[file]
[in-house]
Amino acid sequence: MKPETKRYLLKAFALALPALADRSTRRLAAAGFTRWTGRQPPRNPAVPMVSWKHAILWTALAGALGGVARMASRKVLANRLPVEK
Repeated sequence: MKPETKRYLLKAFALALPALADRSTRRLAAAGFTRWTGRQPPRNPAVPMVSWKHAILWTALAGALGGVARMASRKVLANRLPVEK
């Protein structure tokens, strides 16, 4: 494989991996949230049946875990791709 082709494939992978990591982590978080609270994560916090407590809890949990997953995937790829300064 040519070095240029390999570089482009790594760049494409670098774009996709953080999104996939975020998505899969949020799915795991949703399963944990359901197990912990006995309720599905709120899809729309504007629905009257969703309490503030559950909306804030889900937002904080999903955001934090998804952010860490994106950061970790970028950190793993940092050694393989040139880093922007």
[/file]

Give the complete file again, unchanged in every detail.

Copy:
[in-house]
Amino acid sequence: MKPETKRYLLKAFALALPALADRSTRRLAAAGFTRWTGRQPPRNPAVPMVSWKHAILWTALAGALGGVARMASRKVLANRLPVEK
Repeated sequence: MKPETKRYLLKAFALALPALADRSTRRLAAAGFTRWTGRQPPRNPAVPMVSWKHAILWTALAGALGGVARMASRKVLANRLPVEK
């Protein structure tokens, strides 16, 4: 494989991996949230049946875990791709 082709494939992978990591982590978080609270994560916090407590809890949990997953995937790829300064 040519070095240029390999570089482009790594760049494409670098774009996709953080999104996939975020998505899969949020799915795991949703399963944990359901197990912990006995309720599905709120899809729309504007629905009257969703309490503030559950909306804030889900937002904080999903955001934090998804952010860490994106950061970790970028950190793993940092050694393989040139880093922007």